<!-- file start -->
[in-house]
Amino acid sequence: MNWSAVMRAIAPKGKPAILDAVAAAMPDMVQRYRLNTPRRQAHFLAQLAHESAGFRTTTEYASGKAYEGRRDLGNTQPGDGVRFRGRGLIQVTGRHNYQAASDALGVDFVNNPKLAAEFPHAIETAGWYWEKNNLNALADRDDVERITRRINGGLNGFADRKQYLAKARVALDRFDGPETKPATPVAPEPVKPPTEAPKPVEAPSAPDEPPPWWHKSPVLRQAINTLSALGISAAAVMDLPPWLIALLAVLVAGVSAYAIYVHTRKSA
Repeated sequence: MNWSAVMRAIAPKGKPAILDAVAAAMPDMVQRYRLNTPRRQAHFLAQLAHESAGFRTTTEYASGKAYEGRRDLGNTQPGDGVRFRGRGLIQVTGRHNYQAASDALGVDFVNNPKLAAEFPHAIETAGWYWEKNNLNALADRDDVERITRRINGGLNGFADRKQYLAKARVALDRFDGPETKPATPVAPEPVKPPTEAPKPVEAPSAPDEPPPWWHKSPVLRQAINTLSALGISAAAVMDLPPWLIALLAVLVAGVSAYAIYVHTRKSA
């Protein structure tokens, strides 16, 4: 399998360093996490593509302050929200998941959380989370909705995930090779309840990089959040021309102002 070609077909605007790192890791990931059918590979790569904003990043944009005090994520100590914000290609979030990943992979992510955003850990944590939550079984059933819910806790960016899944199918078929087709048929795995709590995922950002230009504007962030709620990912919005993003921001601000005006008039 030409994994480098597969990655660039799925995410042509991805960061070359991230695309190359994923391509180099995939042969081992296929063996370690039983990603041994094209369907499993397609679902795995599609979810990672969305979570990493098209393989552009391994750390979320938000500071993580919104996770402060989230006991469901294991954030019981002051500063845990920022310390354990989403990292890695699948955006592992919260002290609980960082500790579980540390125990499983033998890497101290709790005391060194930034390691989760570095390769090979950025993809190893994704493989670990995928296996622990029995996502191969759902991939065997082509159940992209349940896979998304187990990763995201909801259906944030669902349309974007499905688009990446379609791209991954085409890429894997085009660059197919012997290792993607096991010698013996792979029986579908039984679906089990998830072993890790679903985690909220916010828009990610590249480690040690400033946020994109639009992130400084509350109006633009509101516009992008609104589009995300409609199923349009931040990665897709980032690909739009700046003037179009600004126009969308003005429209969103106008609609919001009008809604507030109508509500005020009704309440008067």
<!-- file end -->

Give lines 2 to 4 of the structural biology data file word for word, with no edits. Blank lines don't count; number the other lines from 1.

Amino acid sequence: MNWSAVMRAIAPKGKPAILDAVAAAMPDMVQRYRLNTPRRQAHFLAQLAHESAGFRTTTEYASGKAYEGRRDLGNTQPGDGVRFRGRGLIQVTGRHNYQAASDALGVDFVNNPKLAAEFPHAIETAGWYWEKNNLNALADRDDVERITRRINGGLNGFADRKQYLAKARVALDRFDGPETKPATPVAPEPVKPPTEAPKPVEAPSAPDEPPPWWHKSPVLRQAINTLSALGISAAAVMDLPPWLIALLAVLVAGVSAYAIYVHTRKSA
Repeated sequence: MNWSAVMRAIAPKGKPAILDAVAAAMPDMVQRYRLNTPRRQAHFLAQLAHESAGFRTTTEYASGKAYEGRRDLGNTQPGDGVRFRGRGLIQVTGRHNYQAASDALGVDFVNNPKLAAEFPHAIETAGWYWEKNNLNALADRDDVERITRRINGGLNGFADRKQYLAKARVALDRFDGPETKPATPVAPEPVKPPTEAPKPVEAPSAPDEPPPWWHKSPVLRQAINTLSALGISAAAVMDLPPWLIALLAVLVAGVSAYAIYVHTRKSA
């Protein structure tokens, strides 16, 4: 399998360093996490593509302050929200998941959380989370909705995930090779309840990089959040021309102002 070609077909605007790192890791990931059918590979790569904003990043944009005090994520100590914000290609979030990943992979992510955003850990944590939550079984059933819910806790960016899944199918078929087709048929795995709590995922950002230009504007962030709620990912919005993003921001601000005006008039 030409994994480098597969990655660039799925995410042509991805960061070359991230695309190359994923391509180099995939042969081992296929063996370690039983990603041994094209369907499993397609679902795995599609979810990672969305979570990493098209393989552009391994750390979320938000500071993580919104996770402060989230006991469901294991954030019981002051500063845990920022310390354990989403990292890695699948955006592992919260002290609980960082500790579980540390125990499983033998890497101290709790005391060194930034390691989760570095390769090979950025993809190893994704493989670990995928296996622990029995996502191969759902991939065997082509159940992209349940896979998304187990990763995201909801259906944030669902349309974007499905688009990446379609791209991954085409890429894997085009660059197919012997290792993607096991010698013996792979029986579908039984679906089990998830072993890790679903985690909220916010828009990610590249480690040690400033946020994109639009992130400084509350109006633009509101516009992008609104589009995300409609199923349009931040990665897709980032690909739009700046003037179009600004126009969308003005429209969103106008609609919001009008809604507030109508509500005020009704309440008067």